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Nutrient intake and hypertensive disorders of pregnancy: Evidence from a large prospective cohort


Journal Article

Morris, C.D.; Jacobson, S.L.; Anand, R.; Ewell, M.G.; Hauth, J.C.; Curet, L.B.; Catalano, P.M.; Sibai, B.M.; Levine, R.J.

Am J Obstet Gynecol




*Nutrition Physiology; body mass index; Calcium/administration & dosage; Cohort Studies; Continental Population Groups; Dietary Supplements; Energy Intake; Female; Gestational Age; Humans; Hypertension/*complications; Logistic Models; Placebos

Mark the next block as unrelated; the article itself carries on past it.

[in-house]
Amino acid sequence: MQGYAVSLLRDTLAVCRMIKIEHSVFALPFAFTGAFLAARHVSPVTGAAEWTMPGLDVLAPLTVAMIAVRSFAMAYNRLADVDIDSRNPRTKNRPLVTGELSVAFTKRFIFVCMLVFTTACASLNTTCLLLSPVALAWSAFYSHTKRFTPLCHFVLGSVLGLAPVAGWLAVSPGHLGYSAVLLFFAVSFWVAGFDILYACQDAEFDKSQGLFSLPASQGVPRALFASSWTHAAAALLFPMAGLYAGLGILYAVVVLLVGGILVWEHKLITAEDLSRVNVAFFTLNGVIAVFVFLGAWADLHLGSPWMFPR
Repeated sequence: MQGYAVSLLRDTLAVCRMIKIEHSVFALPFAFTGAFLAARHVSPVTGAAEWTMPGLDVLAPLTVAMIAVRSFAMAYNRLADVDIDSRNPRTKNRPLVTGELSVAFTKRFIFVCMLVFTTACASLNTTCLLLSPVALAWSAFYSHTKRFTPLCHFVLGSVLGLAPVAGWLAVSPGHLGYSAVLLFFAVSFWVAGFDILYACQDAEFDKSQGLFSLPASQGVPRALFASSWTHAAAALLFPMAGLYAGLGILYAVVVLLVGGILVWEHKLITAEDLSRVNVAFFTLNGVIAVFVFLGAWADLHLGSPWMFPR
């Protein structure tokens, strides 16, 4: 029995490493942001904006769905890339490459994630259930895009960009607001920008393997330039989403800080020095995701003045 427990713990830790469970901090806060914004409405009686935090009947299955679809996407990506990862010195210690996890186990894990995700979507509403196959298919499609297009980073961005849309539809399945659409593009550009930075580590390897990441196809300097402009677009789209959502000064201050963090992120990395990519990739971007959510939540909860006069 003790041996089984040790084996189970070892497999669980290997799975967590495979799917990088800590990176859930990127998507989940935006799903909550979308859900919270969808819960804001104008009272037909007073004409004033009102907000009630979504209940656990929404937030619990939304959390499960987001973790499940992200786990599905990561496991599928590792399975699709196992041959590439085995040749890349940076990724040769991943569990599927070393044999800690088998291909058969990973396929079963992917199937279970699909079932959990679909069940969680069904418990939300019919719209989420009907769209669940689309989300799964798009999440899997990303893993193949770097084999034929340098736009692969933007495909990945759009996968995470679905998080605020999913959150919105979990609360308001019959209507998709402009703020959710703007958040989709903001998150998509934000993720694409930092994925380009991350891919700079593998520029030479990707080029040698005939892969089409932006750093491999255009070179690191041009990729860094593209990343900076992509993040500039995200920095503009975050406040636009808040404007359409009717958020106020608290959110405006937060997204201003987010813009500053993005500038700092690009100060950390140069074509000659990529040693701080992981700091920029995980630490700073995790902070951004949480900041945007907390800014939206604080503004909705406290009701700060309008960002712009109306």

OBJECTIVE: The objective of this analysis was to prospectively determine the effects of nutrient intakes on the incidences of preeclampsia and pregnancy-associated hypertension among women enrolled in the Calcium for Preeclampsia Prevention study. STUDY DESIGN: This was a prospective observational cohort study of women in a randomized clinical trial that included women seeking prenatal care at university medical centers and affiliated clinics and hospitals in 5 US communities. A total of 4589 nulliparous women were recruited between 13 and 21 weeks' gestation. Preeclampsia and pregnancy-associated hypertension were the main outcome measures. RESULTS: Preeclampsia was noted in 326 (7.6%) of the 4314 women with known pregnancy outcomes followed up until > or =20 weeks' gestation, and pregnancy-associated hypertension was noted in 747 (17.3%). As previously reported, there was no significant difference in these outcomes between cohorts randomly assigned to supplementation with calcium or placebo. By means of logistic regression a baseline risk model was constructed for preeclampsia and pregnancy-associated hypertension. After adjustment for treatment and clinical site, body mass index >26 kg/m(2) and race were significantly associated with an increased risk of preeclampsia. Body mass index > or =35 kg/m(2), race, and never smoking were significantly associated with an increased risk of pregnancy-associated hypertension. After adjustment for baseline risks, none of the 28 nutritional factors analyzed were significantly related to either preeclampsia or pregnancy-associated hypertension. CONCLUSION: We found no evidence in this study for a significant association of hypertensive disorders of pregnancy with any of the 23 nutrients measured.

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